Toy Merchandising Wars: Barbie Vs. The Bratz

Move over Coke and Pepsi. Forget it Airbus and Boeing. The hottest corporate rivalry right now is between Barbie and the Bratz. And for the first time recently, the upstarts outsold one of America’s oldest and most popular toys.

It was the news that shook the toy merchandising world. The upstart doll, the Bratz, outsold Barbie last holiday season.

With Barbie knocked off her pedestal, toy industry pundits see an end of an era. Barbie, Ken, and all their attendant accessories simply don’t resonate with kids like they used to.

Toy Merchandising Wars

The culprit, these critics continue, is the rise of Brittany Spears, Paris Hilton, and other vaguely trashy role models, who have rung in a world where seven year olds wear make-up and show off their midriffs. How can good girl Barbie compete when the bad girls are running the show?

The name alone tells you that the Bratz brand, created by a former Barbie employee, is targeting the Brittany set. The Bratz doll has bad girl attitude in spades. Its shape and look is trashy, but also a bit more fun and cartoon-like than refined Barbie and friends.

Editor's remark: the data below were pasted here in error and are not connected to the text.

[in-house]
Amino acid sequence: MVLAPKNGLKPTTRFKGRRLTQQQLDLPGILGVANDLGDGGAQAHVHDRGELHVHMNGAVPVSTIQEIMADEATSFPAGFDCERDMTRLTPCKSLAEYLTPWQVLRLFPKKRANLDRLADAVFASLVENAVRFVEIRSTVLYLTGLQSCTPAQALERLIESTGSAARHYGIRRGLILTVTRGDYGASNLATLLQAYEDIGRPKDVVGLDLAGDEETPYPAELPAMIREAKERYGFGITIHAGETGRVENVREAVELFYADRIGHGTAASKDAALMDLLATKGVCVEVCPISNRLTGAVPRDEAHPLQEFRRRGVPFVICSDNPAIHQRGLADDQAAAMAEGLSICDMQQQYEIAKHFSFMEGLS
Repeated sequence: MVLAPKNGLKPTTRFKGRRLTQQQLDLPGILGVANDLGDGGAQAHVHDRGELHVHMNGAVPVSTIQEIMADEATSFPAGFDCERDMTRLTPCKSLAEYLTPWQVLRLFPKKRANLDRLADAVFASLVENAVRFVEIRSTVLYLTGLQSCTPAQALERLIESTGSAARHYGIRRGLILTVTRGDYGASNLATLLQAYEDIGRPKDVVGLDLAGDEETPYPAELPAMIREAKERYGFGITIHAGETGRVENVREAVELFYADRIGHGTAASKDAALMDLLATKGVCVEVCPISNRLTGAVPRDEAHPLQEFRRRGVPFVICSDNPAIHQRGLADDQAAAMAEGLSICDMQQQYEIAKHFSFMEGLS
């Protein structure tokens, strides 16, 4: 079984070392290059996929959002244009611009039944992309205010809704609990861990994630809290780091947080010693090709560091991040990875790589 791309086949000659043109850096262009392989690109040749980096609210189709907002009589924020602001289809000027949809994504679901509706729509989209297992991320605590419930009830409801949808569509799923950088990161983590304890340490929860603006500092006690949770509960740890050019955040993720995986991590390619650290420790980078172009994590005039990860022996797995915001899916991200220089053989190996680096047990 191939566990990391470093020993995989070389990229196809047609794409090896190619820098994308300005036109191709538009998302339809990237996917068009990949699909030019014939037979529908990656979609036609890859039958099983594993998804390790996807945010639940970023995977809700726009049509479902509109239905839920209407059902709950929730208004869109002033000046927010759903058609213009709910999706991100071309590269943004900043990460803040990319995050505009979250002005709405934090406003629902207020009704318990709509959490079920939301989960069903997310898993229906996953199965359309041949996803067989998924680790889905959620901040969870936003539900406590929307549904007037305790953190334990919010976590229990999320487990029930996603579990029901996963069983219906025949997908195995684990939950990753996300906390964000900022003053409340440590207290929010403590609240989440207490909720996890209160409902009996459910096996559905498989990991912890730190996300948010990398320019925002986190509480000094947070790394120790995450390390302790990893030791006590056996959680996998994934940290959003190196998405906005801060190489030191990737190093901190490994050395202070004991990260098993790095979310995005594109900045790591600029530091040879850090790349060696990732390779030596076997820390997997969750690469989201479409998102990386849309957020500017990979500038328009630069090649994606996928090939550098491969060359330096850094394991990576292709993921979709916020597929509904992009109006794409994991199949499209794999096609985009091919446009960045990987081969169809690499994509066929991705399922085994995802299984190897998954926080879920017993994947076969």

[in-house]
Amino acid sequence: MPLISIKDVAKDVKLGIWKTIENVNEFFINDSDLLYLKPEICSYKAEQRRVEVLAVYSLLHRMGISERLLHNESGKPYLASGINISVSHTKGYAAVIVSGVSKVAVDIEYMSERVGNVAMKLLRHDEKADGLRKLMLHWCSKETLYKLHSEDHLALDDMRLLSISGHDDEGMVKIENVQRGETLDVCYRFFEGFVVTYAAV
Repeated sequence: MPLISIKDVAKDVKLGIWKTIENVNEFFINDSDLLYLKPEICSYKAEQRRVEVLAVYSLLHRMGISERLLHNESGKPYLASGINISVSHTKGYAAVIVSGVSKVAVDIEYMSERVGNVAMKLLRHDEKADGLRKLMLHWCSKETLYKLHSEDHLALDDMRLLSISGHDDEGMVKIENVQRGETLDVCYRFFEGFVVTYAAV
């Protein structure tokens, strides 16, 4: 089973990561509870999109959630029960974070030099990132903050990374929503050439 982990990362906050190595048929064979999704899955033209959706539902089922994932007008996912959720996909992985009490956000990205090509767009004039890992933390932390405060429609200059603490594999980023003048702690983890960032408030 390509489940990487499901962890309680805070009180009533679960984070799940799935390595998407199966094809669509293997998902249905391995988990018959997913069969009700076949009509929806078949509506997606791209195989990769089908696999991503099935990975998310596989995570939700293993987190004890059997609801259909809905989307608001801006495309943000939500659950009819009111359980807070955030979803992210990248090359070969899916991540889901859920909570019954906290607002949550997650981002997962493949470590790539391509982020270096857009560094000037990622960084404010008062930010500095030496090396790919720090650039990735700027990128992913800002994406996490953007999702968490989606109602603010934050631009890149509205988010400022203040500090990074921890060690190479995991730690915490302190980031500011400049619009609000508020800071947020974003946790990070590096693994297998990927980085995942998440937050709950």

Barbie Strikes Back

Like goody-two-shoes Sandy in Grease, Barbie isn’t letting the bad girls have all the fun and profits. According to the New York Times, Mattel (Barbie’s manufacturer) is about to unveil a new Ken and a little drama.

The story is that Ken has lost Barbie to Blaine, an Australian surfer. To get Barbie back, Ken has gone all Emo, as the kids say. He now wears cargo pants, a well worn motorcycle jacket, and totes a bike messenger bag that could be easily filled with books and notepads filled with love musings for Barbie.

Toy Merchandising Career Challenge

The whole makeover (and soap opera surrounding it) is to be unveiled at a full-fledged press conference, timed to take place just before the yearly toy merchandising convention in New York.

Revenge of Barbie? Bratz Merchandising Unimpressed

The Bratz (or their creators) sniff at the efforts. According to the New York Times, Isaac Larian, the chief executive of Bratz’s parent company, MGA Entertainment, called the reunion of Barbie and Ken “stupid publicity.”

“Ken is not going to save Barbie,” he added.

Maybe or maybe not, but toy merchandising jobs have never been this exciting!